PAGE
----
What happens when the oil runs out?

Vegetable gardens in Slovenia (photo by Simon)

The oil won’t run out overnight, and if we are lucky, it will be managed sensibly. But all the current indications are that it will not be managed sensibly. Instead of reducing our dependency on fossil fuels, companies are inventing ever more destructive ways of wresting them from the ground, the worst of these being fracking. We are also not investing in sustainable power sources, or taxing carbon consumption, or anywhere near enough of the things we should be doing. The warning signs of climate change are being ignored. [Read more...]

Pagan prayer

Pagan Prayer by Gixajin on deviantART

A prayer can be nothing more than time taken to set an intention for the day, or to contemplate the day’s events before going to sleep. It can be time spent communing with a deity, or holding others that you care about in your awareness and wishing them well. It can take place at your personal altar, or just in your head. It can be spoken or unspoken, formal or informal, and involve stillness or movement. It can involve descending into your own depths to find a connection with all-that-is; or it can be reaching out to a deity or spirit of place. [Read more...]

Your mountain is not my mountain and that’s just fine

Moraine Lake, Rocky Mountains

Metaphors for religion are tricky things, especially when we try to stretch them and make them work too hard by trying to turn them into analogies. One very popular metaphor for explaining religious diversity is the idea that we are all walking different paths up the same mountain. However, many people are coming to believe (myself included) that we are in fact all walking up different mountains. [Read more...]

Wiccanate Privilege and Polytheist Wiccans

Wiccanate Privilege

We should dismantle Wiccanate privilege as soon as possible. Let’s have devotional polytheism, liturgical Paganism, Wiccan (rather than Wiccan-flavoured) ritual, revived Eleusinian mysteries, Heathen blots, Druid rituals… And let’s not have assumptions about what Pagans believe. [Read more...]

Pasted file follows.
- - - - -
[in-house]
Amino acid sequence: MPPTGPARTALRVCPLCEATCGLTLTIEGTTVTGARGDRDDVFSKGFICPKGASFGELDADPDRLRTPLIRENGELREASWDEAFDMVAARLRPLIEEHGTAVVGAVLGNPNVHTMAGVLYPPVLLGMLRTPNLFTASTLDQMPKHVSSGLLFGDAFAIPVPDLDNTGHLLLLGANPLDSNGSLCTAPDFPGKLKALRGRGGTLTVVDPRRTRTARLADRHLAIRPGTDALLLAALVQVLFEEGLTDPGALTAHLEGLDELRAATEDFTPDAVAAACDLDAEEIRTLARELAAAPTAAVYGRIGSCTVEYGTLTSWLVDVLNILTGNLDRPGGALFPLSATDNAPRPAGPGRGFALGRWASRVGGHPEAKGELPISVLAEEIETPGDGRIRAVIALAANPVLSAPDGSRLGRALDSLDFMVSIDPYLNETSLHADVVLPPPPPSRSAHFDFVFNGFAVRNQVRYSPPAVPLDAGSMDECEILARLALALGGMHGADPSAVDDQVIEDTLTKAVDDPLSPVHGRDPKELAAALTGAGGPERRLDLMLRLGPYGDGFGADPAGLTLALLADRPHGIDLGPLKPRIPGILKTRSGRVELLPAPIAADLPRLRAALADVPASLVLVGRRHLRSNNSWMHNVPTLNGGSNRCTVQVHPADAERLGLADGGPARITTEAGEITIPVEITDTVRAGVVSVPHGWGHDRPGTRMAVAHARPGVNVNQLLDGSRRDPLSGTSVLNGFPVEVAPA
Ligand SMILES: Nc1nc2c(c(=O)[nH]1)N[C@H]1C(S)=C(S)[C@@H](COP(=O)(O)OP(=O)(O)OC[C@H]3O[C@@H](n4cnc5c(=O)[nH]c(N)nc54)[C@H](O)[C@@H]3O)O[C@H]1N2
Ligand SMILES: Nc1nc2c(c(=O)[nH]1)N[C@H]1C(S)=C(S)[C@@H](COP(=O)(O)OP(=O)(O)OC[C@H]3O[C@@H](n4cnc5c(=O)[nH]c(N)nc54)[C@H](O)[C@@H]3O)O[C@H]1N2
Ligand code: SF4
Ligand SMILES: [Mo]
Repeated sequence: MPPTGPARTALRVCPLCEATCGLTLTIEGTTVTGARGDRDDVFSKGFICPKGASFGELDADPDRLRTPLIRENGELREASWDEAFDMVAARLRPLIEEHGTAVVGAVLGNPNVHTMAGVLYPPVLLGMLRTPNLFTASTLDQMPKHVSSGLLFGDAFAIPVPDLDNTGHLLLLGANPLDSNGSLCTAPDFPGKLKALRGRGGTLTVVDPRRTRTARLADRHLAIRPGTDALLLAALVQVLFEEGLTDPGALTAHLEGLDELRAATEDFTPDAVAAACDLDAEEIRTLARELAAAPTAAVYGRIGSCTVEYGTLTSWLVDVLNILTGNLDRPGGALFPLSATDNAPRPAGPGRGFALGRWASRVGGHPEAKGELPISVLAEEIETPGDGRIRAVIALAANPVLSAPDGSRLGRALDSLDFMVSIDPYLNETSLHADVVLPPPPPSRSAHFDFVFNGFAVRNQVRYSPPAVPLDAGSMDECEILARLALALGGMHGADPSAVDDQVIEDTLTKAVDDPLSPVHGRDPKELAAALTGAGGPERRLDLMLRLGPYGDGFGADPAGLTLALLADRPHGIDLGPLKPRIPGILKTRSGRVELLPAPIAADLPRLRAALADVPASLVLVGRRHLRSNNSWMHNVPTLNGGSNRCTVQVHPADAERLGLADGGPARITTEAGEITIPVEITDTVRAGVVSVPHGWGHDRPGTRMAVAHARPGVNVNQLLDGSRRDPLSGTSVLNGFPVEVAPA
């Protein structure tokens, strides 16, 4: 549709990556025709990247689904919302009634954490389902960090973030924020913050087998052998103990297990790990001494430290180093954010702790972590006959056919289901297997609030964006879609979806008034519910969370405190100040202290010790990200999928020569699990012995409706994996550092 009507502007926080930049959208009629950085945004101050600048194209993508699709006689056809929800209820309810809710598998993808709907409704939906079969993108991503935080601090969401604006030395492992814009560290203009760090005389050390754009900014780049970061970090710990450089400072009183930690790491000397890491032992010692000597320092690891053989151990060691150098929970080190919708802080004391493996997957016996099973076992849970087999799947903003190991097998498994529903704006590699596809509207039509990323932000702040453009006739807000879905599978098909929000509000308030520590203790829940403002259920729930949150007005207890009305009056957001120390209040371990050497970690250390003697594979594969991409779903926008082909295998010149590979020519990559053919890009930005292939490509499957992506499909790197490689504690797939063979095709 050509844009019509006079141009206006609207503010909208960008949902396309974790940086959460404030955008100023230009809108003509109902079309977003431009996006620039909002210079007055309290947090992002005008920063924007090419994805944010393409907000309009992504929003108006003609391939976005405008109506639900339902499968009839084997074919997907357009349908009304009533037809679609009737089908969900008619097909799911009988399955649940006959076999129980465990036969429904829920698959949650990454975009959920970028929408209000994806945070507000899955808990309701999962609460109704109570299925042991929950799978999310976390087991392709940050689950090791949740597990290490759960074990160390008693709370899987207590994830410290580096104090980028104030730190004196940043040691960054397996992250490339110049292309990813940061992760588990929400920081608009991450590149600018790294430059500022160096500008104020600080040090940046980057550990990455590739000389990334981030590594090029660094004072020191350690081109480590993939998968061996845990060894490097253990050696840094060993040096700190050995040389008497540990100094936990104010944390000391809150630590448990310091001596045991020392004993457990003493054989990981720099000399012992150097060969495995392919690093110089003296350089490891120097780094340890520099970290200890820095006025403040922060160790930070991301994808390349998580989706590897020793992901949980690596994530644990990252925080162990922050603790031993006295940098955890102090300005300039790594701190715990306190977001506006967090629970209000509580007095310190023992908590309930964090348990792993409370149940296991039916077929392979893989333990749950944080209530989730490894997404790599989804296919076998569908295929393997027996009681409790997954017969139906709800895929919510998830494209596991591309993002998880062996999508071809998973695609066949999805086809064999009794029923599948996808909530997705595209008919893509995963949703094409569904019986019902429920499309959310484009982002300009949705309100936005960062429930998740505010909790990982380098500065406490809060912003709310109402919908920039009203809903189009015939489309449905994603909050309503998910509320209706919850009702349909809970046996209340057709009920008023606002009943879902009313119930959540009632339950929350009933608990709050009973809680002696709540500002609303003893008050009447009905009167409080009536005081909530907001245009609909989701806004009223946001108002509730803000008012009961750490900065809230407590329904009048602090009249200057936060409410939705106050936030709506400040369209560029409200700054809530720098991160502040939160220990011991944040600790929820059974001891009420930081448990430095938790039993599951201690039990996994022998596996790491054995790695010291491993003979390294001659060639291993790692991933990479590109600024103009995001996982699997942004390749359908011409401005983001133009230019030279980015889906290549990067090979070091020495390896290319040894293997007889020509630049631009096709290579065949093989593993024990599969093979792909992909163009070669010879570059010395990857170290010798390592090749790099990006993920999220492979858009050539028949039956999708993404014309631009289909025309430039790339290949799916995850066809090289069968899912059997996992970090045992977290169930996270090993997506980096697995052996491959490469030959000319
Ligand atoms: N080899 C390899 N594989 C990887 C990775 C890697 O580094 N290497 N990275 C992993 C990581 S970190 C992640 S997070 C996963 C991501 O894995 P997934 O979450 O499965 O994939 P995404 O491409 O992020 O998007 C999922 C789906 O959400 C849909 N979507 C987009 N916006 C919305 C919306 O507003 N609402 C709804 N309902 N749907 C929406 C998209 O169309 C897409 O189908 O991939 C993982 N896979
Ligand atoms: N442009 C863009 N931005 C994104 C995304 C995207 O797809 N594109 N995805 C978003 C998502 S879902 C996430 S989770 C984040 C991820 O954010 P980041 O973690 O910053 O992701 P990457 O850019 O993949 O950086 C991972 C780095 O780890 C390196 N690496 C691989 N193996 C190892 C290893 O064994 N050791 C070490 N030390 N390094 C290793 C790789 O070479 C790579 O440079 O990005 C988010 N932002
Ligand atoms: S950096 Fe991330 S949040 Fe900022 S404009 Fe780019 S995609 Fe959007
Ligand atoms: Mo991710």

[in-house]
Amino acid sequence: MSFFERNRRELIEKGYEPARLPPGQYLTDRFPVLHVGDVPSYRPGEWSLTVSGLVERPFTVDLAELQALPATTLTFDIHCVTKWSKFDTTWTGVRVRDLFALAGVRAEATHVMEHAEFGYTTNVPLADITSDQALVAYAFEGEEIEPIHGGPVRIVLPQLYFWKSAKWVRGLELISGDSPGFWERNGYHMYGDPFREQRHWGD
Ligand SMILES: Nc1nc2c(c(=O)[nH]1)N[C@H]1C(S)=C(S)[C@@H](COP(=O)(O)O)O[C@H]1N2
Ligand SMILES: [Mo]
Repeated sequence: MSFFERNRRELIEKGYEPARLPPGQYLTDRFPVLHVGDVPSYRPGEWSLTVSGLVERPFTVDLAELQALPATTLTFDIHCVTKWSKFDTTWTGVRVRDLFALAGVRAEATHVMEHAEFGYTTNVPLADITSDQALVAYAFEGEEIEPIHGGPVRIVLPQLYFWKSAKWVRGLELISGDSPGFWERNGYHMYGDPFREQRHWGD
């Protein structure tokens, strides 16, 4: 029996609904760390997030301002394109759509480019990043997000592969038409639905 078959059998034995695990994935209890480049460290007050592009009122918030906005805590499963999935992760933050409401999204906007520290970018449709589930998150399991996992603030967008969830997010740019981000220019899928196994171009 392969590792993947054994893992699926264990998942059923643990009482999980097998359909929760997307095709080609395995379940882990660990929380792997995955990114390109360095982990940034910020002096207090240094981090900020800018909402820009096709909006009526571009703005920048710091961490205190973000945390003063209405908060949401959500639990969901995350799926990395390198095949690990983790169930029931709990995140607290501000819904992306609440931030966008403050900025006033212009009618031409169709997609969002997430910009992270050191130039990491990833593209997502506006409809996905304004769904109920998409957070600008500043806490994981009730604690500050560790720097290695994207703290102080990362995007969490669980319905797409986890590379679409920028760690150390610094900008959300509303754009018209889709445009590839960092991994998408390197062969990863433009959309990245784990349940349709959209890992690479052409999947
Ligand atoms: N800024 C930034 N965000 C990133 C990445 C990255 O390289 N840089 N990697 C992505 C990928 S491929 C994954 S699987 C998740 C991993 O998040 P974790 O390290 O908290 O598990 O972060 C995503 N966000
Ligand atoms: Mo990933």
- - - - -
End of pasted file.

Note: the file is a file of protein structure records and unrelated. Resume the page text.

Drugs: it’s all about the context

Two Crow Indians sitting on the ground smoking a peace pipe.

Drugs and other mind-altering substances have been used in a sacred context for millennia. It is only when drug use is taken out of this sacramental and communal context that it becomes a vice. If a drug is taken to alter one’s consciousness for a sacred purpose – to obtain information or abilities inaccessible to normal consciousness – then it is a rare occurrence, and for a good reason: in the service of one’s community. [Read more...]

If you build it, they will come

John William Waterhouse - The Crystal Ball

I would like to see Pagan weddings become legally recognised in England and Wales. I would like to be able to practice Pagan rituals in public without fear of harassment. I would like to see public bodies acknowledging Pagan holidays in listings of holidays both secular and religious. (In the UK, many employers send round lists of holidays from various faiths, but Pagan holidays are often not listed.) I would like to see a Pagan student society in every UK university, and a Pagan temple accessible to every Pagan who wants it. I would like to see Pagan traditions covered in education about religion (not indoctrinating children into it, just teaching them the facts about it). I would like Pagan traditions to be full participants in interfaith councils and bodies. [Read more...]

Lupercalia

Wolf (photo by Jan Nijendijk)

Whatever the origins and timing of Valentine’s Day, 14 February was originally the date of a very different festival – the festival of Lupercalia. This was a fertility festival honouring the she-wolf who suckled Romulus and Remus. It also honoured Lupercus, god of shepherds. The festivities were presided over by the priesthood of the Luperci, who were dedicated to Faunus. They sacrificed two goats and a dog. There was then a sacrificial feast, and the Luperci cut thongs called februa from the skins of the animals, dressed themselves in the skins of the sacrificed goats, and ran round the walls of the old Palatine city. They struck all those who came near with the thongs. Young women would line up on their route to receive lashes from these whips. This was reputed to ensure fertility, prevent sterility, and ease the pains of childbirth. [Read more...]


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